Martial Arts

“When you be master?”

I remember my dear friend Amara Charles had a spiritual teacher who she adored.  A Chinese lady of great gifts and wisdom.  The sort of teacher you would travel across the world and climb a mountain just to sit at her feet for an hour.  Call her Madame, because I can’t remember her name.

Madame came to the U.S. to teach some workshops, and was staying at Amara’s house. While there, she didn’t seem to teach anything directly, but engaged with Amara’s life: cooking, cleaning, shopping…just “being there.”  And somehow anyone around her began to change.


One day Amara asked her about the path of Mastery, how Madame had achieved her level of clarity and power, and just what it took to do this, how much Amara admired her, how far above–

And Madame interrupted her:  “When YOU be master?” she asked.  Amara had studied countless profound disciplines, done serious work on body, mind, and spirit for decades, raised up students and had her own precious insights into the process of human life…but had not yet taken her rightful place on the path.

And I turn this around and ask you:  “When YOU be master?”



The subject of Mastery fascinates me.  Why? Because there few other things worth spending your life for.  I’m using a definition combined from Steve Muhammad (a man of “beyond Grandmaster” abilities) and George Leonard, Aikido master, men’s fitness columnist and author of the short, sharp book “Mastery”:


Mastery is a verb, not a noun. A vector, not a position.  And once you have learned your basics to the level of `unconscious competence’ and committed to your path for a lifetime, when you are on that path, you are on the `Path of Mastery’ as much as anyone else on that path, no matter how far ahead of you they may be.”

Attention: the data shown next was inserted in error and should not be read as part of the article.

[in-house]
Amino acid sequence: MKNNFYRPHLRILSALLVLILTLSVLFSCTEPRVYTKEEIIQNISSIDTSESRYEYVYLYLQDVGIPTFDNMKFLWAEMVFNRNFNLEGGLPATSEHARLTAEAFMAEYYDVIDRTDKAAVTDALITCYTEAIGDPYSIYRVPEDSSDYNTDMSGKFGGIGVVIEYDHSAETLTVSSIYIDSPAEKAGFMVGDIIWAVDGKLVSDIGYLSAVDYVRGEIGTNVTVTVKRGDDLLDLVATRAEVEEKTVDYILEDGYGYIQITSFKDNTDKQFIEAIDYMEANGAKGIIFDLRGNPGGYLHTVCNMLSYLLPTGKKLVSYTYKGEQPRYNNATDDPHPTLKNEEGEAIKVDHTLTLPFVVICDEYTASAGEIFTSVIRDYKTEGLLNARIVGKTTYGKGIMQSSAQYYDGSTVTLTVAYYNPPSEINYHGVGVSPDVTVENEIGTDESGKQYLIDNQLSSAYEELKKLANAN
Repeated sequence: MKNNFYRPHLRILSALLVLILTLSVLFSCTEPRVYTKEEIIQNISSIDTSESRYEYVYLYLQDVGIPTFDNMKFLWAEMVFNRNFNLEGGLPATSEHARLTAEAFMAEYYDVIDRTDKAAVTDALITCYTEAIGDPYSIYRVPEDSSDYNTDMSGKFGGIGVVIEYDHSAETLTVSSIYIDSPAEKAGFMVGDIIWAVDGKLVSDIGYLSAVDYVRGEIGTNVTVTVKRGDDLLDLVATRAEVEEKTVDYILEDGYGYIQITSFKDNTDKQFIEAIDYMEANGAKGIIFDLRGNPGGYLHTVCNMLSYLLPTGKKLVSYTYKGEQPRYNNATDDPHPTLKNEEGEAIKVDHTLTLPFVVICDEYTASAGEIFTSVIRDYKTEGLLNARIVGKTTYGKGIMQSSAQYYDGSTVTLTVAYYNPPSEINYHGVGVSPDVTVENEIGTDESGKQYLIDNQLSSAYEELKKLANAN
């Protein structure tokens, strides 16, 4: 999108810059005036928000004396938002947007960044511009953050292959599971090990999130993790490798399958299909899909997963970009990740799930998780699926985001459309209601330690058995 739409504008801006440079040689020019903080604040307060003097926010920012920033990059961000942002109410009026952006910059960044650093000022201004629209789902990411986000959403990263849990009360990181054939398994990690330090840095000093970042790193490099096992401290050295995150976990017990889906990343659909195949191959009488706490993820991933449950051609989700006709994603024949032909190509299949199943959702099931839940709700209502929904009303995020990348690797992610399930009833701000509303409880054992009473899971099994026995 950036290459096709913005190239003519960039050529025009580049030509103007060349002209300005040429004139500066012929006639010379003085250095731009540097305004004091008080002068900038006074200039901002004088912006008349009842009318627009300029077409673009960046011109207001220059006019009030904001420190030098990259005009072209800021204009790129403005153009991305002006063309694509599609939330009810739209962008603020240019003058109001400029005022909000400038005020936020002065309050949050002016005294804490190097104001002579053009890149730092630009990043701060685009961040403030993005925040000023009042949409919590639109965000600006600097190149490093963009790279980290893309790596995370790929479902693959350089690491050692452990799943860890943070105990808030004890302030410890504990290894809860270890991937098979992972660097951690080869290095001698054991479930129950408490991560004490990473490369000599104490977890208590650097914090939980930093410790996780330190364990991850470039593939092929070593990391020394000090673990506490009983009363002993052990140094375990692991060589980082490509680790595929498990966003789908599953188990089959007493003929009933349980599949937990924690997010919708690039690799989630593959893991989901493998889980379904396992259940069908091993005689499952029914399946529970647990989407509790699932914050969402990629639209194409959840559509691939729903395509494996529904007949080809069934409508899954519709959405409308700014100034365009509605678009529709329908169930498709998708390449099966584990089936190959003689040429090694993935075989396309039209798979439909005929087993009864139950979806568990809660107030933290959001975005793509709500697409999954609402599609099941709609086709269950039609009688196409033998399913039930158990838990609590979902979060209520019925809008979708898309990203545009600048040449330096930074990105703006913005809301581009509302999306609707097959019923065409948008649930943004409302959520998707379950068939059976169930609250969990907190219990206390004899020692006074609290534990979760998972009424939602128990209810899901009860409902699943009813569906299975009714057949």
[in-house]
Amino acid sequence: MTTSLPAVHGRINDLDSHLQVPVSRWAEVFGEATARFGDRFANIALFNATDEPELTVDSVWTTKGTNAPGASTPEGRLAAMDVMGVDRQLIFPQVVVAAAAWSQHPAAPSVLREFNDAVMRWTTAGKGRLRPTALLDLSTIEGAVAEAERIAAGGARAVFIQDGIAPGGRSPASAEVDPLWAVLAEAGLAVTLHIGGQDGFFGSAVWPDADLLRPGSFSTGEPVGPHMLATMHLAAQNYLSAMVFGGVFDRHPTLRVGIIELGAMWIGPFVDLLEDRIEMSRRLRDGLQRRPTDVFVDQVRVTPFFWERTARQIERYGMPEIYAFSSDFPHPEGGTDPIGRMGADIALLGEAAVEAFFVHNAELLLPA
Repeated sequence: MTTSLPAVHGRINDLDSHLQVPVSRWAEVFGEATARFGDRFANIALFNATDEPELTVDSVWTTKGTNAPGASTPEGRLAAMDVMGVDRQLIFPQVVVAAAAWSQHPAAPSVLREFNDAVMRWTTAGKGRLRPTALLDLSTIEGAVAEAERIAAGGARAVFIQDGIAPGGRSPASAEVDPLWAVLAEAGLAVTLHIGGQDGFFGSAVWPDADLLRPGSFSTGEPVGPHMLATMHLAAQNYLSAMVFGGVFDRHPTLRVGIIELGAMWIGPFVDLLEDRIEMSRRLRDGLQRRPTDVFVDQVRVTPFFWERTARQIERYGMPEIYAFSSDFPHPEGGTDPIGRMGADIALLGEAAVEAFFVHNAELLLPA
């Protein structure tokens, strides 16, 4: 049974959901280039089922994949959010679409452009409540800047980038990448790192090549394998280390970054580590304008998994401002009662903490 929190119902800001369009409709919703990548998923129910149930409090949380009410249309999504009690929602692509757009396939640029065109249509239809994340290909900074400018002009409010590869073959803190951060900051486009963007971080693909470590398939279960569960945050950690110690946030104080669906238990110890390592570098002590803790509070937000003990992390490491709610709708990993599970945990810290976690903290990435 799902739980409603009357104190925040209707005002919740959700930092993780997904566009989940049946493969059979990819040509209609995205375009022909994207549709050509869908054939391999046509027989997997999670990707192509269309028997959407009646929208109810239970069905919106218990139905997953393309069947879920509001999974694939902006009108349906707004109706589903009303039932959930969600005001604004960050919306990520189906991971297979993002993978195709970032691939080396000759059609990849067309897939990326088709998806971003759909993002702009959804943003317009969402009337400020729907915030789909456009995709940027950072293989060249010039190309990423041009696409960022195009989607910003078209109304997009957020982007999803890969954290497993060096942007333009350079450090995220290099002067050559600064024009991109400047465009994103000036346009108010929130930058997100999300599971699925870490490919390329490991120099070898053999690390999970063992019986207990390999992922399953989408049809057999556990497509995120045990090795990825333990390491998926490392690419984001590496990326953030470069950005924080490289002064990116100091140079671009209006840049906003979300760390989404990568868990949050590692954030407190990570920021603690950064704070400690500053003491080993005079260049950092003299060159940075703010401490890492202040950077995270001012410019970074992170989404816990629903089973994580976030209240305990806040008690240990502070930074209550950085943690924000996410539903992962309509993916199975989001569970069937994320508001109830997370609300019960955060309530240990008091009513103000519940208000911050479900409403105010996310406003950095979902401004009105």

That I find a workable definition. It matches with the words and attitudes of every high-level expert  of every discipline I’ve ever known or seen. They’re just writers, martial artists, artists, musicians.  They just get up every day and get to work.   Nothing special about it.  And they are always, always “Just beginning to understand” what they are doing.


Masters?  Hah!  And yet…they also allow others to call them master, or Grandmaster, or Sijo, or sensei or sifu or Guro or Guru…because the new students need to believe in something. Need to believe that all of the sweat and blood and fear and doubt will be worth it. And what is worth it? TRANSFORMATION.


Don’t tell me I’ll be a better me. Tell me I’ll be a NEW me.  When you get there, of course, in some sense you’ll be the same: Master Banzai said “no matter where you go, there you are.”


But in another sense, you WILL be new.  At some point, you will have upgraded and upgraded your skills, replaced “pieces” of your psyche, until what remains is NOT the same as what began the journey.  But if you changed 1% of your car’s pieces every day with new pieces, at what point is it no longer your car?  Does its “car-ness” reside in the pieces, or the overall essence?  Or something else?


Fear of loss of self can be as terrifying as fear of death.  Or public speaking.  Whichever scares you more.


We will literally cling to damaged, unfullfilling selves, rather than let it go and leap out into the unknown.  I suspect that the process of Awakening can be violent if done “all at once” like smashing a car into a wall.


Or…it can be more gradual, if you replace the pieces as you go.  And one day, you will realize you have examined, removed and either replaced or substituted most of what you are…and you know where the levers are inside your head and heart and that you know why you do most of what you do…and have chosen it.   How long does this take?


For the sake of simplicity, let’s say ten thousand hours of focused work produces “mastery”, while one thousand produces “excellence.”  If this is true, then “mastery” in any arena, once you really integrate that thing, WHATEVER IT IS, into the rest of your life…confers this level of awareness, on average.


A thousand hours should be enough to get “unconscious competence” in a wide variety of disciplines.  So that may be the doorway to this state.